Personal Finance & Money Stack Exchange is a question and answer site for people who want to be financially literate. Join them; it only takes a minute:

Sign up
Here's how it works:
  1. Anybody can ask a question
  2. Anybody can answer
  3. The best answers are voted up and rise to the top

I have an asset that I purchased at $440K. 5 years later, I sell this asset at $725K.

How do I compute the annual percentage yield that I have been getting over the past 5 years from this asset?

share|improve this question
Were there any dividends or payments given by the asset? By yield do you mean merely your annualized rate of return? – JB King Jun 28 '14 at 7:49
Nope. No dividends. Just what I paid in for and what I got out with. – Calvin Cheng Jun 28 '14 at 7:56
up vote 6 down vote accepted

Applying some simple Math:

$725,000/$440,000 = 1.6477272727272....

So, your cumulative return is 64.8% if I round to 3 digits.

Now, if I take the 5th root of 1.648, I get approximately 1.1050742047085970060712045917364

So, your annualized rate of return is 10.5%.

share|improve this answer
Double rounding? – Chris Degnen Jun 28 '14 at 12:11
@ChrisDegnen - I thought to comment on this as well. I've seen students using log tables that only have 2 significant digits and result in calculations concluding that 2^5 = 30. I tell them to round only the final result, not interim steps. – JoeTaxpayer Jun 28 '14 at 14:28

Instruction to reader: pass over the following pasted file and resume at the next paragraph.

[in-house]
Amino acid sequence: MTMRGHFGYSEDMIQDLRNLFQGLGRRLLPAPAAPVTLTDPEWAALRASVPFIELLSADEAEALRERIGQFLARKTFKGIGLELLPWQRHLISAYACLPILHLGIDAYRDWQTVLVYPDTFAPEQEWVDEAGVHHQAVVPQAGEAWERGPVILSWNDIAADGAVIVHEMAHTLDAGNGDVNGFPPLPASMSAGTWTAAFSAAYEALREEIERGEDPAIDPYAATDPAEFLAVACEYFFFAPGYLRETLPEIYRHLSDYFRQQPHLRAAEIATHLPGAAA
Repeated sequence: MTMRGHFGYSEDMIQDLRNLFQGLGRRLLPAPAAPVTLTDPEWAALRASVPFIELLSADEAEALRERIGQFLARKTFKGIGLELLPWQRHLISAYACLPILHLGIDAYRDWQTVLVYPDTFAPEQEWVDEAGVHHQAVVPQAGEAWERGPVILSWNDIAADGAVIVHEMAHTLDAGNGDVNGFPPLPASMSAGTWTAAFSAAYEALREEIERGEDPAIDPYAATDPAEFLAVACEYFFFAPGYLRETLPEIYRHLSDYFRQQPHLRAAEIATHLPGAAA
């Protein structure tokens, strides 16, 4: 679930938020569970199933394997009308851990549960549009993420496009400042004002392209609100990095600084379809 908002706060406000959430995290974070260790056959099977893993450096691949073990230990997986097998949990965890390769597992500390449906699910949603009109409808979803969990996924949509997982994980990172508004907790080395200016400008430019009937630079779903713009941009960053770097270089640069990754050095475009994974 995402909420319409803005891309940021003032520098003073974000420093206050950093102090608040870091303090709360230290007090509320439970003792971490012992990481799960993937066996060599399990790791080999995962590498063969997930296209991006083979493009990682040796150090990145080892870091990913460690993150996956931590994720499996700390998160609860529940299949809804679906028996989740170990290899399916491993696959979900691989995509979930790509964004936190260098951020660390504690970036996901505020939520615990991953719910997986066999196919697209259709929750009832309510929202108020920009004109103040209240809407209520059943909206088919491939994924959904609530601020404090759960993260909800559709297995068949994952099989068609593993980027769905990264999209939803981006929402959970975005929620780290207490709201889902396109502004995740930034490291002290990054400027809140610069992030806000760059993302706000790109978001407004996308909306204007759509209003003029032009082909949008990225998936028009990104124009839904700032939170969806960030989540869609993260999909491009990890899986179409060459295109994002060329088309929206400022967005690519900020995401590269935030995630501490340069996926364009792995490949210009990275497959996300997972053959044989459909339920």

@JoeTaxpayer: especially since the unrounded intermediate result is just sitting there in your calculator, waiting to be 5th rooted. It's actually more work to round it... – DJohnM Jun 28 '14 at 15:43

A1 = A0 + rA0

A2 = A0 + rA0 + r(A0 + rA0) = A0 + 2rA0 + r^2A0 = A0(1 + r)^2

At = A0(1 + r)^t

r = (At/A0)^1/t - 1

r = (725/440)^1/5 - 1 = 10.5%

share|improve this answer
Is someone out there allergic to simple algebra? – mistermarko Jun 28 '14 at 19:30
Maybe if you put in some explanation it would help. – soakley Jun 29 '14 at 21:03

Your Answer


By posting your answer, you agree to the privacy policy and terms of service.

Not the answer you're looking for? Browse other questions tagged or ask your own question.